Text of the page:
Direct rollover

Direct rollover

Movement of tax-deferred retirement plan money from one qualified plan or custodian to another. No immediate tax liabilities or penalties are incurred, but there is an IRS reporting requirement.

Direct Rollover

The transfer of funds from an IRA to another qualified retirement account owned by the same person or vice versa. Rollovers happen most often when an employee changes jobs and therefore IRA accounts. A direct rollover goes directly from one account to the other; it is not distributed to the account holder at any point. A direct rollover may only be done once per year for each account. One must report a direct rollover to the IRS, but it is not taxable.
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New IRAs may also be opened through a direct rollover from an employer-sponsored retirement plan.
402A-1, Q&A-5(a) provides that "any amount paid in a direct rollover is treated as a separate distribution from any amount paid directly to the employee.
Thus same-sex spouses are entitled to survivor annuity protection in pension plans, automatic account balance death benefits in 401(k) and 403(b) plans and have direct rollover treatment on a spouse's death.
If your client's rollover form from a previous carrier asks what type of distribution this is, you want to be sure to choose a Direct Rollover.
A taxpayer may roll over all or part of a distribution from an eligible retirement plan to a Roth IRA (a conversion transaction) either by a direct rollover to the Roth IRA or by rolling over the amount received within 60 days.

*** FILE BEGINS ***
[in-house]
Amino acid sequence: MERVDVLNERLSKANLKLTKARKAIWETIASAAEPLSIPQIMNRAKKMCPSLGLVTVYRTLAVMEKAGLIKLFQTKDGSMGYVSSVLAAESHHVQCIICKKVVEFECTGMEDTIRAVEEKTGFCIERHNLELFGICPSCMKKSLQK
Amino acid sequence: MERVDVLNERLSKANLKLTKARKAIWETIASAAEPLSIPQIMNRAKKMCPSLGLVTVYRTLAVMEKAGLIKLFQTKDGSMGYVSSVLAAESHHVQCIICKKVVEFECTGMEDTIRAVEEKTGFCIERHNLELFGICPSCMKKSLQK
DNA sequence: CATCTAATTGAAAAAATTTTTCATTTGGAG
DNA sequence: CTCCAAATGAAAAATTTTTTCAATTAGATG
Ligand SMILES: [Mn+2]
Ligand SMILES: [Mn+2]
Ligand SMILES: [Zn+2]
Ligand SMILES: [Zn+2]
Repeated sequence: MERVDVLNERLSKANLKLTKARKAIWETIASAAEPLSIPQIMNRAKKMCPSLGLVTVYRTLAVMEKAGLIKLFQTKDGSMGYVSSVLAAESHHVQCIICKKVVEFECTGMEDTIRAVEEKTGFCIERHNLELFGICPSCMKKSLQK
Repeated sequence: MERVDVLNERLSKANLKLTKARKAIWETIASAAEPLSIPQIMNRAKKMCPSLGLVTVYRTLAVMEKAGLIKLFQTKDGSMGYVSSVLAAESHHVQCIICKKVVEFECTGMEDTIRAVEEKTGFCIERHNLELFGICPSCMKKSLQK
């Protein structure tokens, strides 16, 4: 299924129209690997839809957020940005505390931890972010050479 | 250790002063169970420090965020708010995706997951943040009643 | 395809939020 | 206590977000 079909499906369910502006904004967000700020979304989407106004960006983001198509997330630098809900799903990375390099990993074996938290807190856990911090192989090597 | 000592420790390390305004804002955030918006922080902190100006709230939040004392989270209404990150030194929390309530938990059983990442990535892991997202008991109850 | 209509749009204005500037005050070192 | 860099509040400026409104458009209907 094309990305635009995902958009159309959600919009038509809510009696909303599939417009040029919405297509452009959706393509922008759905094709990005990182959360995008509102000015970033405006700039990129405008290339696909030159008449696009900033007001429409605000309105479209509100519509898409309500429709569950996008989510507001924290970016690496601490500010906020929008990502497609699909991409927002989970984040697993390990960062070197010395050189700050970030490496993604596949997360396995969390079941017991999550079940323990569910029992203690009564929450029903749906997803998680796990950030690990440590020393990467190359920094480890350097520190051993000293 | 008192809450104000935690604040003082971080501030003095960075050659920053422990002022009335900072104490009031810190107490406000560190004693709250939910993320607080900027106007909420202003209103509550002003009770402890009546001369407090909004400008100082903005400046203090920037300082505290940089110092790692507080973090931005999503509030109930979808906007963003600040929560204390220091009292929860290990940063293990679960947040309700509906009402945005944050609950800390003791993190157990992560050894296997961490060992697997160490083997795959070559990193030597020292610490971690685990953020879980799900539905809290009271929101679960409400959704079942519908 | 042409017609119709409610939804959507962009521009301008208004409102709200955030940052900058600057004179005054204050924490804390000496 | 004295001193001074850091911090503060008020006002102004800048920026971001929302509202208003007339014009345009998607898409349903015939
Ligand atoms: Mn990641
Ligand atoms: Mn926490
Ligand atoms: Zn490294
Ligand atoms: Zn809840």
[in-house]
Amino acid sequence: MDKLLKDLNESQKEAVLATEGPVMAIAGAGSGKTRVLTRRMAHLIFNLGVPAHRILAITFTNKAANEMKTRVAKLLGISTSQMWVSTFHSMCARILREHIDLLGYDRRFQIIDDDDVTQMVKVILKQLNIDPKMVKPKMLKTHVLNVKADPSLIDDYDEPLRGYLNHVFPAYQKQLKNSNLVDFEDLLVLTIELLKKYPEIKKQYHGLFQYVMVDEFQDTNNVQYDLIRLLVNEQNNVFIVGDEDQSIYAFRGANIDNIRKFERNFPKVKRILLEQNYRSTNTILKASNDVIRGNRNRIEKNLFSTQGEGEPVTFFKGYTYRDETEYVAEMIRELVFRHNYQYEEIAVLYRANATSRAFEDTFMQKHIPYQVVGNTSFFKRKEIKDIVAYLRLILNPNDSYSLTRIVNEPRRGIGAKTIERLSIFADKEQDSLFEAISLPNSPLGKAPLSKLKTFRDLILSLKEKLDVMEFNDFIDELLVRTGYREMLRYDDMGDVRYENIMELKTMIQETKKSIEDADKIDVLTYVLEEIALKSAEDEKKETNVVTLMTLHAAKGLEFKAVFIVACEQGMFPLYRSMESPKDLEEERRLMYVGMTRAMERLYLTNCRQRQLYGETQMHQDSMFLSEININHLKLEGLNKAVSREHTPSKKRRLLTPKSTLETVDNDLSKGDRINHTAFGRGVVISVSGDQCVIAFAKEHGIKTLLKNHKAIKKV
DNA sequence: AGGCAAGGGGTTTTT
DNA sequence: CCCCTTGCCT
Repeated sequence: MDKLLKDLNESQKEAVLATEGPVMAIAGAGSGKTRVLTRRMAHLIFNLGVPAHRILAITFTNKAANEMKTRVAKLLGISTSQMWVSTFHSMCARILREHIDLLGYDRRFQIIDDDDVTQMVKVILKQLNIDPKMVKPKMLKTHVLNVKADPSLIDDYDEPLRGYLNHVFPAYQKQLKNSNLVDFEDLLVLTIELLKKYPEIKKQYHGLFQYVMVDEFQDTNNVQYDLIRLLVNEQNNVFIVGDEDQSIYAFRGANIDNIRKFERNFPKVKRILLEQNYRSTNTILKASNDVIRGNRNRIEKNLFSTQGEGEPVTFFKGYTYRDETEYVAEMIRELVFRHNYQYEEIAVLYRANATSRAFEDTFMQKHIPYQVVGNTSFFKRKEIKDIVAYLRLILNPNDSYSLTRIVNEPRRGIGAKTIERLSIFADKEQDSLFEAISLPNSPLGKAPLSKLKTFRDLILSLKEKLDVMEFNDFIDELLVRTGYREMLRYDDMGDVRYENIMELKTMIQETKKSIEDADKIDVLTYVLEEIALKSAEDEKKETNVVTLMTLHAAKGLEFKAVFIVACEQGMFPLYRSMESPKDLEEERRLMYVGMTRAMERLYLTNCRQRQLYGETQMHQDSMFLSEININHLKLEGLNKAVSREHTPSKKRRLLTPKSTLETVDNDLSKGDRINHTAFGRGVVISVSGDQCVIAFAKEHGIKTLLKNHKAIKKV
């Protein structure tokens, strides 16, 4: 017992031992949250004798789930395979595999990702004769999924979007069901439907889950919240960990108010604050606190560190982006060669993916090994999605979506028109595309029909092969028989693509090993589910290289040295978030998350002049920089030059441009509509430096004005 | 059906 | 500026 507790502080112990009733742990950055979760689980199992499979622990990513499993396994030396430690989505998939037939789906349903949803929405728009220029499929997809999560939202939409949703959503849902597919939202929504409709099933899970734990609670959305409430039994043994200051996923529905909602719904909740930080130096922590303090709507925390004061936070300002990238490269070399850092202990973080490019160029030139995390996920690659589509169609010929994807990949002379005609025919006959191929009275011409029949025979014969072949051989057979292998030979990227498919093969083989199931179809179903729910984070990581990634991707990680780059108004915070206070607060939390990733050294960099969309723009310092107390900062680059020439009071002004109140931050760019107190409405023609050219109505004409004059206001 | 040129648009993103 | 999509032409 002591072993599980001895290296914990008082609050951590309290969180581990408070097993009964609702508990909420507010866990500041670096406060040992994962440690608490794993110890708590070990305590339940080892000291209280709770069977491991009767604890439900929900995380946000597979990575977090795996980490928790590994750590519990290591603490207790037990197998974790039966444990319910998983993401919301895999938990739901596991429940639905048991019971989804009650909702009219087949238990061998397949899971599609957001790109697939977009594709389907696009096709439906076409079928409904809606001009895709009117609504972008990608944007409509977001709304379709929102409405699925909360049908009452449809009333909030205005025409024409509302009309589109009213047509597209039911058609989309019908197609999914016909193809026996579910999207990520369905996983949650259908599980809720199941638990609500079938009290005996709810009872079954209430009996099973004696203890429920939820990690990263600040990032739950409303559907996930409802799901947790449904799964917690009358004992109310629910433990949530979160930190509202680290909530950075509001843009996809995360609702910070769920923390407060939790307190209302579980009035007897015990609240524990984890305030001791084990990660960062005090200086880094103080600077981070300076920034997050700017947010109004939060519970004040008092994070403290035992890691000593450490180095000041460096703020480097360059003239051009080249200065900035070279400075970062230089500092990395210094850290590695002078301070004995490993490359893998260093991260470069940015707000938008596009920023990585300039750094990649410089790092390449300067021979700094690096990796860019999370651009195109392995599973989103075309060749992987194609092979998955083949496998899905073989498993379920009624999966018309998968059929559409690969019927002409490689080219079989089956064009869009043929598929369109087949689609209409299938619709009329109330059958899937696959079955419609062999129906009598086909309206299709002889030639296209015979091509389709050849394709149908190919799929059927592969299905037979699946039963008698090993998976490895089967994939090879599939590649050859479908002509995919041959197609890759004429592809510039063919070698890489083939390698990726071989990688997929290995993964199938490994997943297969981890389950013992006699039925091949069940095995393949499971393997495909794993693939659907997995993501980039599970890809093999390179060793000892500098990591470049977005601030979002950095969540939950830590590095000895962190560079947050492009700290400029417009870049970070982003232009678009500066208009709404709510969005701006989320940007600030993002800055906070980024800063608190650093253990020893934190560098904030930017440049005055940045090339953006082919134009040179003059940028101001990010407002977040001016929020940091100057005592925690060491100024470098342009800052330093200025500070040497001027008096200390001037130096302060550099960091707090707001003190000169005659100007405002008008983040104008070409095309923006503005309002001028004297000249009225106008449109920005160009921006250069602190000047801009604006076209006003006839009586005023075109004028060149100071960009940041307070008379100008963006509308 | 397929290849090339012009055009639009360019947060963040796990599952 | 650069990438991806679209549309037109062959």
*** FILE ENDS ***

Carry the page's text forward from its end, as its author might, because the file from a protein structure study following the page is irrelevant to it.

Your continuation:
This would also be the case for a direct rollover to a traditional IRA account-all distributions from the IRA would be fully taxable as income.
Generally, distributions from an employer plan can be rolled over tax-free into another employer plan or IRA by contributing the amount of the distribution to the other plan or IRA within 60 days of the distribution, or by a direct rollover by the plan to the other plan or IRA.
There was some confusion about whether a plan had to offer a non-spouse direct rollover to an inherited IRA.
With that as background, the short answer to your question is that currently a direct rollover of a 401(k) into a Roth account is not permitted--it's first necessary to transfer the funds to a traditional IRA and then convert that into a Roth.
The direct rollover may not be particularly effective as a short-term strategy for those who itemize their deductions, since the value of their deductions is already taken into account when they file their taxes.
Under the Act, a plan administrator is required to make a direct rollover of any involuntary distribution of between $1,000 and $5,000 (which is otherwise an eligible rollover distribution) to an IRA established by the administrator, unless the participant affirmatively elects to either roll over the distribution to a different IRA or a qualified plan or to receive it directly.
Distribution Codes G (for direct rollover to an IRA) and H (for direct rollover to a qualified plan or tax-sheltered annuity) are used to report direct rollover distributions.